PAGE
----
Report shows rise in lesbian and gay hate crimes for third year in a row
(WASHINGTON D.C.) – The Human Rights Campaign responded yesterday to the Federal Bureau of Investigation report which showed the number of victims of bias-motivated crimes based on sexual orientation increased by 11 percent in 2008. The statistics show that reported hate crimes against the LGBT community have increased for the third year in a row. Hate crimes based on sexual orientation remain the third most common type of hate crimes, behind race and religion.
“These numbers are unacceptable. While it is so important that we have the new federal hate crimes law, it is critical to ensure that we continue working with the Department of Justice to ensure the safety of LGBT citizens,” said Human Rights Campaign President Joe Solmonese. "We have to prosecute each hate crime to the fullest extent of the law, but we also need to get at the roots. When we don't know each other as human beings, ignorance breeds misunderstanding, which breeds hate, which too often this year led to violence. We have to keep fighting the prejudices and stereotypes that underlie these acts.”
On October 28, President Barack Obama signed the Matthew Shepard and James Byrd, Jr. Hate Crimes Prevention Act into law. The new law gives the Justice Department the power to investigate and prosecute bias-motivated violence by providing the Justice Department with jurisdiction over crimes of violence where a perpetrator has selected a victim because of the victim’s actual or perceived race, color, religion, national origin, gender, sexual orientation, gender identity or disability. In addition, it provides the Justice Department with the ability to aid state and local jurisdictions with investigations and prosecutions of bias-motivated crimes of violence.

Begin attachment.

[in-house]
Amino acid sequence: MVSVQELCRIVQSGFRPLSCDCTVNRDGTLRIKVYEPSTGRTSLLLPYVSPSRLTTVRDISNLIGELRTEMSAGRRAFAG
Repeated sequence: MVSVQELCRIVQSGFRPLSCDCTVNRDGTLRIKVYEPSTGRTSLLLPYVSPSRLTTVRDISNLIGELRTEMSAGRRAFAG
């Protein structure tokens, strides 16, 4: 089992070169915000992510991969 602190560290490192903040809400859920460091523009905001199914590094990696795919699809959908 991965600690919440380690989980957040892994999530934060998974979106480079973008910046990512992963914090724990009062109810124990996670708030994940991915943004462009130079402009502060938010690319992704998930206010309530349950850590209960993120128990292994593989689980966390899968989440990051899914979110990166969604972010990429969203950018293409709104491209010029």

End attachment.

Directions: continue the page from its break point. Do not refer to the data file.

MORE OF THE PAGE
The new law also authorizes the Justice Department to provide grants to state and local communities to cover the extraordinary expenses associated with the investigation and prosecution of hate crimes. Moreover, it authorizes the provision of grants for local programs to combat hate crimes committed by juveniles, including programs that train local law enforcement officers in identifying, investigating, prosecuting and preventing hate crimes.
The data comes just days after the LGBT community mourned on Transgender Day of Remembrance – honoring the memories of those lost in hate crimes motivated by gender identity bias. While current data does not track crimes on based on gender or gender identity, the new hate crimes law requires the FBI to track statistics on these incidents.
The Matthew Shepard and James Byrd, Jr. Hate Crimes Prevention Act honors the memory of Matthew Shepard, a Wyoming college student brutally murdered in an act of hate violence in 1998, and James Byrd, an African-American man who was dragged to death in Jasper, Texas, in 1998.